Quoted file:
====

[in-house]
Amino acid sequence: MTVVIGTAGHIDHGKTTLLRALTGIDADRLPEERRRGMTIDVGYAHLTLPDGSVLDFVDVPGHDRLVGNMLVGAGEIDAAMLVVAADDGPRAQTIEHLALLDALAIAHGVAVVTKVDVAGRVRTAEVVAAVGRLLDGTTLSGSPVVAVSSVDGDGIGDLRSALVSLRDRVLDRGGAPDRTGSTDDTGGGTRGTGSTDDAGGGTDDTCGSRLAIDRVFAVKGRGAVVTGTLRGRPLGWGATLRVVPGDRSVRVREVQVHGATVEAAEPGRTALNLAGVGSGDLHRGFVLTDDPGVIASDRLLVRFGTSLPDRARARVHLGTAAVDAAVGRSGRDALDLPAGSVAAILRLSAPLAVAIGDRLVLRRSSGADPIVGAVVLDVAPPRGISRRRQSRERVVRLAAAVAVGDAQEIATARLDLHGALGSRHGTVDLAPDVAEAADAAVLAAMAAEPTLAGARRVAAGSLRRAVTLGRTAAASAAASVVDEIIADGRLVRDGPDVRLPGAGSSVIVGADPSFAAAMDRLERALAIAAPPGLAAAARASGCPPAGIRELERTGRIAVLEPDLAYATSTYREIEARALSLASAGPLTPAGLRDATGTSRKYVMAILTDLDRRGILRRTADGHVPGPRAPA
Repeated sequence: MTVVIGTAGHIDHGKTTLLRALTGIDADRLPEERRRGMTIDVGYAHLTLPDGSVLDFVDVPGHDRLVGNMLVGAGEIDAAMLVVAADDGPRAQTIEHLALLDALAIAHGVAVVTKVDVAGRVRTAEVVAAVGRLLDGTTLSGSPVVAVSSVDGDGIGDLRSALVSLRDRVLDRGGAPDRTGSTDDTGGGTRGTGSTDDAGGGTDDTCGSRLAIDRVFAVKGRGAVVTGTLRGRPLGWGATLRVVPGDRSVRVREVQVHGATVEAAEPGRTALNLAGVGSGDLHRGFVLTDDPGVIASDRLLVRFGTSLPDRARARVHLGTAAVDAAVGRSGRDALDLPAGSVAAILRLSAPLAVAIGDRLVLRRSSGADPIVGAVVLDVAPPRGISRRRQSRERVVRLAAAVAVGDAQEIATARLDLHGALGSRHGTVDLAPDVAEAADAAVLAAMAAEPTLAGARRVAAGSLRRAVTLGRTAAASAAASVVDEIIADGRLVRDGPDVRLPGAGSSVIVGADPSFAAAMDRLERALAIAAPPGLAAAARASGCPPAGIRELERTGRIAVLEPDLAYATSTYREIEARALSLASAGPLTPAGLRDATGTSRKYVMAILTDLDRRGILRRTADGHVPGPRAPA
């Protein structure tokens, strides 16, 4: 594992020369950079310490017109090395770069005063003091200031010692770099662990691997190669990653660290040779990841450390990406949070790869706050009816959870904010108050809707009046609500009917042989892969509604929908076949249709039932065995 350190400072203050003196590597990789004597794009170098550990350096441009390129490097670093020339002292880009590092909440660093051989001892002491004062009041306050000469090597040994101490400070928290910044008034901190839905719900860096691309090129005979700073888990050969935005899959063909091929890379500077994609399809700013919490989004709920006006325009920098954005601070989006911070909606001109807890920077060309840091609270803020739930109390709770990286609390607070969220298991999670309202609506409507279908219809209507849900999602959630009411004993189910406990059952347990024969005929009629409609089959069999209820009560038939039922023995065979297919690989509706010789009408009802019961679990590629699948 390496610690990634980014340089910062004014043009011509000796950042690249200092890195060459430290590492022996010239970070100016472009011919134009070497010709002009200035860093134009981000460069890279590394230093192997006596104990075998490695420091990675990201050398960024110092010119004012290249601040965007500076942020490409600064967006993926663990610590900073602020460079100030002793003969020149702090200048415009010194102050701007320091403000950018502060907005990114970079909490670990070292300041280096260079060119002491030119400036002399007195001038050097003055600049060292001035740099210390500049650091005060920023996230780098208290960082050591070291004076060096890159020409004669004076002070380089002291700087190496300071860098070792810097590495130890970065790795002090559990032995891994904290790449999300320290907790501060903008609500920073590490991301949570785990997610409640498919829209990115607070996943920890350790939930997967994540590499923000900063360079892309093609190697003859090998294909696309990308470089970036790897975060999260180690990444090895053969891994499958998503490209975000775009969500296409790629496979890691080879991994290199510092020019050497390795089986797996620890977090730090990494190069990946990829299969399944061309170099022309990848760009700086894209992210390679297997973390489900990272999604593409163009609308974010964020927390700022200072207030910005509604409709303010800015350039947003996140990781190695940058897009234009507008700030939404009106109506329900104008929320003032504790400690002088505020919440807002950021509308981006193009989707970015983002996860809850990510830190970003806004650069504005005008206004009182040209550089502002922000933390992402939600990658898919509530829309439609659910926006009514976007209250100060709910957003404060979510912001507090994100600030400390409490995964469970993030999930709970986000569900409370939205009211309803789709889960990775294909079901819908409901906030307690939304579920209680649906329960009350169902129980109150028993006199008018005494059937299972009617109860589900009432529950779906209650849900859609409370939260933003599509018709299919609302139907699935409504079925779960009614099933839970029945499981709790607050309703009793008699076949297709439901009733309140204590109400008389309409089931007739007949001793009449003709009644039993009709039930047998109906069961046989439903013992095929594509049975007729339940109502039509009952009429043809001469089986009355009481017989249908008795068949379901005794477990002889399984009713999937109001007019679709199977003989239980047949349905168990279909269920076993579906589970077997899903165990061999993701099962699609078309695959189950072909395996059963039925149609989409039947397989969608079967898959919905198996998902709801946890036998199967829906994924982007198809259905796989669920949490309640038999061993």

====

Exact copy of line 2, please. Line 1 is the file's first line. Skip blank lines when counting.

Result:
Amino acid sequence: MTVVIGTAGHIDHGKTTLLRALTGIDADRLPEERRRGMTIDVGYAHLTLPDGSVLDFVDVPGHDRLVGNMLVGAGEIDAAMLVVAADDGPRAQTIEHLALLDALAIAHGVAVVTKVDVAGRVRTAEVVAAVGRLLDGTTLSGSPVVAVSSVDGDGIGDLRSALVSLRDRVLDRGGAPDRTGSTDDTGGGTRGTGSTDDAGGGTDDTCGSRLAIDRVFAVKGRGAVVTGTLRGRPLGWGATLRVVPGDRSVRVREVQVHGATVEAAEPGRTALNLAGVGSGDLHRGFVLTDDPGVIASDRLLVRFGTSLPDRARARVHLGTAAVDAAVGRSGRDALDLPAGSVAAILRLSAPLAVAIGDRLVLRRSSGADPIVGAVVLDVAPPRGISRRRQSRERVVRLAAAVAVGDAQEIATARLDLHGALGSRHGTVDLAPDVAEAADAAVLAAMAAEPTLAGARRVAAGSLRRAVTLGRTAAASAAASVVDEIIADGRLVRDGPDVRLPGAGSSVIVGADPSFAAAMDRLERALAIAAPPGLAAAARASGCPPAGIRELERTGRIAVLEPDLAYATSTYREIEARALSLASAGPLTPAGLRDATGTSRKYVMAILTDLDRRGILRRTADGHVPGPRAPA